Craig briefs: BLM to burn slash piles through December |

Craig briefs: BLM to burn slash piles through December

The Bureau of Land Management’s Kremmling Field Office is planning to burn slash piles of lodgepole pine if weather conditions are favorable. Fire personnel will burn slash piles when snow is at least 3 inches or more on the ground and the chance of fire spreading is unlikely.

Of the two slash pile locations, the first burn to be conducted will be on Independence Mountain. The piles are 15 miles northwest of Walden on BLM land, 6 miles west of Colorado Highway 125 and 2 miles north of Jackson County Road 6 West. The slash is the result of salvage timber sales and hazardous fuel reduction projects to remove beetle killed timber.

The second location is Kings Canyon 20 miles north of Walden on BLM land. The slash piles are the product of removing hazardous fuels.

Removing and burning flammable debris will lower the risk of catastrophic wildland fire providing a safer environment for the public and firefighters.

Smoke may be visible from Walden, Cowdry and Colo. 125 and 127. Burn plans have been prepared and approved and ignition will only take place if weather and ground conditions are within specifically determined parameters that allow for safe and efficient operations. Smoke permits from the Colorado State Air Pollution Division are in place.

For more information, call 970-724-3033.

CPW river outfitter now accepting applications

River recreationists come to Colorado from across the country to pursue adventure on Colorado waters. Colorado Parks and Wildlife, through licensing and regulation, ensures that each enthusiast guide has completed the necessary coursework and has the appropriate skill and ability to lead others on river rafts or boating excursions, according to a press release.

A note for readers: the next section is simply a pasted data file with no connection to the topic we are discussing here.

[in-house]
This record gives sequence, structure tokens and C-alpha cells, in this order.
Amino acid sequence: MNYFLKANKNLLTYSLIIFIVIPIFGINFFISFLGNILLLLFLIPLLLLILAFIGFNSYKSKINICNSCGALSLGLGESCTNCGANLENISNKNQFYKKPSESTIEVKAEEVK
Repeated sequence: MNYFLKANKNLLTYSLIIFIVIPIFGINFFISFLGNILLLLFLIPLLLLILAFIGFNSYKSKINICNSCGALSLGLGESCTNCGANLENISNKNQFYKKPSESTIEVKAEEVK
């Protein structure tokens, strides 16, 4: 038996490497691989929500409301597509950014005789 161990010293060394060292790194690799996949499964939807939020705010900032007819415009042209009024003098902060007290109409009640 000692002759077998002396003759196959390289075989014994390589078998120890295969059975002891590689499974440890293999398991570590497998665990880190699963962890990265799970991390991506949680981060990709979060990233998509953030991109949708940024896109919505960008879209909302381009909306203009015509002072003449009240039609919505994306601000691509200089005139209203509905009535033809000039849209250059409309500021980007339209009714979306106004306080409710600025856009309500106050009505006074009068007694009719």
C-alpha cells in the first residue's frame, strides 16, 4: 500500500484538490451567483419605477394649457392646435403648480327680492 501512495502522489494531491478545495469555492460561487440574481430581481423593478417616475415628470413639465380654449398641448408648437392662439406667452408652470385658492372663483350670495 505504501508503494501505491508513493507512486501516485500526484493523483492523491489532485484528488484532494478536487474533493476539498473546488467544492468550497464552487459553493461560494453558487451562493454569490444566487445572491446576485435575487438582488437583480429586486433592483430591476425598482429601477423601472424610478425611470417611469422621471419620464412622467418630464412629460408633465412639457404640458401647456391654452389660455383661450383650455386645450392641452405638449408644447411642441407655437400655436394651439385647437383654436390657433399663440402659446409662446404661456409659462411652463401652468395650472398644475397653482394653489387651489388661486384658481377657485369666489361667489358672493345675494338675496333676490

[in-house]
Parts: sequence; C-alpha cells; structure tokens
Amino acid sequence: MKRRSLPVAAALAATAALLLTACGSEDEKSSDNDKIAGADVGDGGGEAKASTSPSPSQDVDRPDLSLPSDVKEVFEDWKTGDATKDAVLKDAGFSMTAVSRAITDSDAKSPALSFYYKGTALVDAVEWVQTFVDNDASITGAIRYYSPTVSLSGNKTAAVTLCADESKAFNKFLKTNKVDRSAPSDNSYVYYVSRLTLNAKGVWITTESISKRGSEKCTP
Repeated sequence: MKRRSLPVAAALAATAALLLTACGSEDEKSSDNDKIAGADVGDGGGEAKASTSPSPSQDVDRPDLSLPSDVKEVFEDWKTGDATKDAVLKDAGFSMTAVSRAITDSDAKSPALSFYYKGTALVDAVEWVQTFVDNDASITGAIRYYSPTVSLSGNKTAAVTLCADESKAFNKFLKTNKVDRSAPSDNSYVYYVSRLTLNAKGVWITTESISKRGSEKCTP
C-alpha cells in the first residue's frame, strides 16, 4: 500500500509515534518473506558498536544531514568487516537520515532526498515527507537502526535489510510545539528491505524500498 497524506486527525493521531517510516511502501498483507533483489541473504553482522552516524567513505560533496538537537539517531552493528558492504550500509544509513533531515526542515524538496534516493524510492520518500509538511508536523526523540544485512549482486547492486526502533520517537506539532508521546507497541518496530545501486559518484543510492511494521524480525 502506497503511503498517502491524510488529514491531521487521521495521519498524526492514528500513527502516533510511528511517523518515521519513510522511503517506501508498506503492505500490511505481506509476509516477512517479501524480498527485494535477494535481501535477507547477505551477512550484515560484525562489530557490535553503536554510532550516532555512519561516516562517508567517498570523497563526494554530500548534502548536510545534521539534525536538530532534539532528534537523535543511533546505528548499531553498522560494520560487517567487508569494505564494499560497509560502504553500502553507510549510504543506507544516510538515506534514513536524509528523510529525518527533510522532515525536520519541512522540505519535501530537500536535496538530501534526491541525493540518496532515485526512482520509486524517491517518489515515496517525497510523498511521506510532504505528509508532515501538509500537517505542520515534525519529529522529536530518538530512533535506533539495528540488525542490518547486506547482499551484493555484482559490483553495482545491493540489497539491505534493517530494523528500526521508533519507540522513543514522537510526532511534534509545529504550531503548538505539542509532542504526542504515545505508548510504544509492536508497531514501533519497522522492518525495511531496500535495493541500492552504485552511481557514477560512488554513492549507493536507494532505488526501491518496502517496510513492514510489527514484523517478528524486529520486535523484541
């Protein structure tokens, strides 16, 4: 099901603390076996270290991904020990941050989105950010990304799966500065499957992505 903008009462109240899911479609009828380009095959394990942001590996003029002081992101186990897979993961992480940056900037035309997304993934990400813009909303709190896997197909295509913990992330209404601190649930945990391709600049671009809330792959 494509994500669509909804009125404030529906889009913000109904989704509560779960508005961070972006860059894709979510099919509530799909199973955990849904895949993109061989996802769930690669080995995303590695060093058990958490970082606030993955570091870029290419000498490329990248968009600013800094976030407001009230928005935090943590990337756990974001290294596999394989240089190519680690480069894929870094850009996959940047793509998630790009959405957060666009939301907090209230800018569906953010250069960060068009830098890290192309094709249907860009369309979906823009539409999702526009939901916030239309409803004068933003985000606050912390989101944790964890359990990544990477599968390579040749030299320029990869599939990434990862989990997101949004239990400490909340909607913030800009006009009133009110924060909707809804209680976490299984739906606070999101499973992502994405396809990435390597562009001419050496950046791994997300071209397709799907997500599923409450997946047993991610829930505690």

“Licensed outfitters go out of their way to make the public as safe as possible,” CPW Boating Safety Manager Kris Wahlers said in a statement. “When you go on a raft trip next summer, please ask to see the outfitter’s Colorado river outfitter license.”

According to the Colorado River Outfitters Association, there were more than 450,000 paying river passengers in 2013, with an economic impact to the state of more than $145 million.

The River Outfitter Program was established by the Colorado Legislature in 1984. The program gave responsibility to the Parks and Wildlife Commission for enacting rules and regulations necessary to ensure the safety of river running activities by setting guide training and required safety and environmental equipment requirements.

Under the guidance of Article 32 of Title 33, Colorado Revised Statutes, all persons who provide river-running services such as guide services in Colorado are required to first obtain a river outfitter license from CPW.

The 2015 Colorado Parks and Wildlife River Outfitter License application is now available at

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